- Neck Pain Disability Index (Appendix C) The Neck Pain Disability Index (NDI) will be used to determine the patient's perceived disability associated with neck pain. The NDI is a commonly used scale with 10 items assessing level of neck function. The NDI has been shown to be reliable and valid in several studies.
- Numeric Pain Rating Scale The Numeric Pain Rating Scale (NPRS) will be used to determine the patient's pain level. The NPRS is a well known scale from 0-10 used in many medical settings for patients to rate their level of pain.
- Global Rating of Change scale The Global Rating of Change (GROC) scale will be used to determine the patient's perception of overall improvement. The GROC is a 15-point numerical scale from -7 (much worse) through 0 (no change) to +7 (much better), for patients to rate the amount of change since surgery. This scale will only be given to participants at the two post-operative time frames.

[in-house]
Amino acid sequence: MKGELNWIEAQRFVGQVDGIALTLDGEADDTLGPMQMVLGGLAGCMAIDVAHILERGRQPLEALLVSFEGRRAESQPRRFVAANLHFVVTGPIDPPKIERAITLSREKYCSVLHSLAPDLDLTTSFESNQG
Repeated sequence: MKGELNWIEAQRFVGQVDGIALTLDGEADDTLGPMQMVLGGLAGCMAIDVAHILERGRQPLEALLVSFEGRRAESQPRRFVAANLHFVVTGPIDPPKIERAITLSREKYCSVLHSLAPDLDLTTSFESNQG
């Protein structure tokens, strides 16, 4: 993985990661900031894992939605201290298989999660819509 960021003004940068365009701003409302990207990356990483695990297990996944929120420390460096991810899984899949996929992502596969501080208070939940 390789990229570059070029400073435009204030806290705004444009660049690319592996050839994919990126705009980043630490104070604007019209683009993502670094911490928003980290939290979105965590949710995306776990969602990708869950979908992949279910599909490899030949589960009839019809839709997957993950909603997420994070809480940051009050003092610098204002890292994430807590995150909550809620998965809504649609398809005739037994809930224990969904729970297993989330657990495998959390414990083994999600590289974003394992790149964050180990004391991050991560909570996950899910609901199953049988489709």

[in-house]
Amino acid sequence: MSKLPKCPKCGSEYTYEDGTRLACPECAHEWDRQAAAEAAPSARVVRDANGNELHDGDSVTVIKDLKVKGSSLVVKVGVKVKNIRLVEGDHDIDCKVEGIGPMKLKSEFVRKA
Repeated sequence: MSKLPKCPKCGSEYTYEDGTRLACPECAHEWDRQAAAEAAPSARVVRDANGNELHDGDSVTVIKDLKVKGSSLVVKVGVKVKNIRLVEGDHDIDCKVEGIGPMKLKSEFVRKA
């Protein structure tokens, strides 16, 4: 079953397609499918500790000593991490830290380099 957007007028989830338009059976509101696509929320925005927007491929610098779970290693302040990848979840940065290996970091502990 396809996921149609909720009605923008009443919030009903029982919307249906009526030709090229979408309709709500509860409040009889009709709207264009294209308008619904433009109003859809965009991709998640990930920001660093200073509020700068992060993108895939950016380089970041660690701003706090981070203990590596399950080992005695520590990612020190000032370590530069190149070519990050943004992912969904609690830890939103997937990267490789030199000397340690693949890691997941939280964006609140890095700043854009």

Intervention The three PTs who will administer physical therapy for the in-patient stay following ACF, will be trained to standardize the treatment protocols of both the usual care and early PT intervention. After the participant is randomly assigned to one of the two groups, the PTs will receive a packet with the materials needed for the assigned group for this participant from the research assistant.